David Cameron was last night forced to defend his family's tax arrangements as it emerged his father's offshore trust was moved from Panama to Ireland in 2010.
The British Prime Minister took the unusual step of insisting that neither he, nor his wife and children receive any benefit from an offshore company set up in Panama by his late father Ian, which paid no tax in Britain for 30 years.
'The Daily Telegraph' newspaper reported last night that Ian Cameron's firm Blairmore Holdings Inc was moved to Ireland in 2010 - the year Mr Cameron became Prime Minister.
A source close to Blairmore - which is still operating with assets of €44m - said the company had been moved because its directors believed it was about to "come under more scrutiny".
Details of Ian Cameron's offshore interests were contained in the so-called Panama Papers - a leak of 11.5 million documents from the law firm Mossack Fonseca - which claimed their first major scalp yesterday with the resignation of Iceland's prime minister.
Sigmundur Gunnlaugsson stood down following the biggest popular protests in the country's history, which saw 10,000 demonstrators mass outside the country's parliament building to demand his head after he was accused of concealing millions of pounds offshore.
Jean-Marie Le Pen, founder of France's far-Right Front National, and several aides of his daughter, Marine, the party's current leader, were yesterday also accused of hiding more than a million pounds offshore.
Mr Cameron was dragged into the scandal on Monday after details of his father's offshore interests were published.
The disclosures were potentially embarrassing for the Prime Minister because he has previously condemned tax reduction schemes.
Mr Cameron's initial response had been to insist that his tax affairs were a "private matter", but after 24 hours of confusion and criticism he caved in to pressure.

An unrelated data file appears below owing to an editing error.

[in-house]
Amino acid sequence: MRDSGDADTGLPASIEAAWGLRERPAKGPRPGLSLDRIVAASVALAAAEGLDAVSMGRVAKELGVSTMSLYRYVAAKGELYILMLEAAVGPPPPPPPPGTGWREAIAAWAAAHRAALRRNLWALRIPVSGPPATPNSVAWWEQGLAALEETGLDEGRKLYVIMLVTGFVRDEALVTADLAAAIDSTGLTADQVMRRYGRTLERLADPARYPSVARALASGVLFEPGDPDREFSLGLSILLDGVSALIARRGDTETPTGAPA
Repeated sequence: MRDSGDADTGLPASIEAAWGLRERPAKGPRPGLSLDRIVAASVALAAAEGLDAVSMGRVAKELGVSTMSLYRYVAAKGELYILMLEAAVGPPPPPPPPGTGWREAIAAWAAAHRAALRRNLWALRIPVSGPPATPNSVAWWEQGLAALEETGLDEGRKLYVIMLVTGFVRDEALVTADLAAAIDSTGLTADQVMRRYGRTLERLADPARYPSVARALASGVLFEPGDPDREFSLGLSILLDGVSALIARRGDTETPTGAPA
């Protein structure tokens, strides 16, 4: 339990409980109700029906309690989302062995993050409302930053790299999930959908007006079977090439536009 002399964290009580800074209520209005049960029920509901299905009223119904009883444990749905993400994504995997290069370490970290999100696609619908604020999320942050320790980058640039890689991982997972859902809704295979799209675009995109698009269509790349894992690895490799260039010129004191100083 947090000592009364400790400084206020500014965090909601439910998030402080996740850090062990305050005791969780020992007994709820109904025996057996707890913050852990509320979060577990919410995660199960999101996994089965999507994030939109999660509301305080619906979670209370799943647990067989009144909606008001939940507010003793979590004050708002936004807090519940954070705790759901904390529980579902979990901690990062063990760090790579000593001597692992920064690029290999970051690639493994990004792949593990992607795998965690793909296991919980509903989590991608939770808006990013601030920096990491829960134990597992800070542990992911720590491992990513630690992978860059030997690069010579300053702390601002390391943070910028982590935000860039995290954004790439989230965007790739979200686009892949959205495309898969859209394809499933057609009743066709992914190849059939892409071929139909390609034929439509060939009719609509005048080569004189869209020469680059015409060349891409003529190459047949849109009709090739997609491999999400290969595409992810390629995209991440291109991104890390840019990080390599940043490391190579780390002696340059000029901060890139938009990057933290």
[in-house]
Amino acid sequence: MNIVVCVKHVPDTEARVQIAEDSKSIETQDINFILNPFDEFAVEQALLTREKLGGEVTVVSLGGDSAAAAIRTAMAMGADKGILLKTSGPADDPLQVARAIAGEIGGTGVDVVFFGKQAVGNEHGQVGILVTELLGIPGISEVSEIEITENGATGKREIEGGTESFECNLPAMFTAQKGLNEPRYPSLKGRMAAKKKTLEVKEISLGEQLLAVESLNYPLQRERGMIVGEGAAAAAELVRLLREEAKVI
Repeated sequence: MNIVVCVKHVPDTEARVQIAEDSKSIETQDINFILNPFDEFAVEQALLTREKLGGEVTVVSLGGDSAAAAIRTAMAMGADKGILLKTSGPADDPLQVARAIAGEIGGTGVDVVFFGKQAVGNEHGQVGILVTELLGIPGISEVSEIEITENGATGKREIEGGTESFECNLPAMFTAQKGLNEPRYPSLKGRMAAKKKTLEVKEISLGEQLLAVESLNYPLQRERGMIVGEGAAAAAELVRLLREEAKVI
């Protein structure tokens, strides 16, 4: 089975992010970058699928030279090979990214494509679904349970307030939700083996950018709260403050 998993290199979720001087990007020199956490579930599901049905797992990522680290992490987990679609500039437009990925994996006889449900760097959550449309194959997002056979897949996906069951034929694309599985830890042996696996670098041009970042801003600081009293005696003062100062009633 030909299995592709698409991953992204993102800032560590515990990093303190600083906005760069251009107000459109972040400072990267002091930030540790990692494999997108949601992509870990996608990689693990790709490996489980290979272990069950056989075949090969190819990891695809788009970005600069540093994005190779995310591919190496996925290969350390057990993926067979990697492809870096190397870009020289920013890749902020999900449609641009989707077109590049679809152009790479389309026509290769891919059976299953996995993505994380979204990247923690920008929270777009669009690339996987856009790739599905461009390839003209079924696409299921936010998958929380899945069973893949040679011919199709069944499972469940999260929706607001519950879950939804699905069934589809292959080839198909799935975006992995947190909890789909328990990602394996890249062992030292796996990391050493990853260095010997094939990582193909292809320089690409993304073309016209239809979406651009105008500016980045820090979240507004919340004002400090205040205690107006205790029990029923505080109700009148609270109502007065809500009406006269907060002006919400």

He said: "In terms of my own financial affairs, I own no shares.
"I have a salary as Prime Minister and I have some savings, which I get some interest from and I have a house, which we used to live in, which we now let out while we are living in Downing Street and that's all I have. I have no shares, no offshore trusts, no offshore funds, nothing like that. And, so that, I think, is a very clear description."
The carefully worded statement made no reference to whether he or close family members had benefited in the past or stand to benefit in the future from Blairmore.
Ian Cameron established Blairmore in Panama in 1981 and used a network of officers in the Caribbean to sign paperwork and fill nominal roles within the company.
The fund, named after Ian Cameron's former family home in Scotland, moved its operations to Dublin in 2010 and started paying Irish corporation tax.
A source close to Blairmore said: "It was very much the prevailing wind at the time that these things were starting to come under more scrutiny around the world. Tax laws were changing so it was moved."
Ian Cameron remained one of 10 directors until he died in September 2010. Investors claim the scheme was "100pc transparent" and had been registered with HM Revenue and Customs since its launch.
Ian Cameron left an estate worth €3.5m in his will, which was distributed among his four children.
UK residents would have to pay tax on any profits they repatriated, and there is no suggestion the Camerons did not. (©Daily Telegraph, London)
Telegraph Media Group Limited 
Fifa president Gianni Infantino has defended his reputation after reports that he signed a Champions League broadcasting contract in 2006 with an offshore-registered marketing agency implicated last year in the Fifa bribery scandal.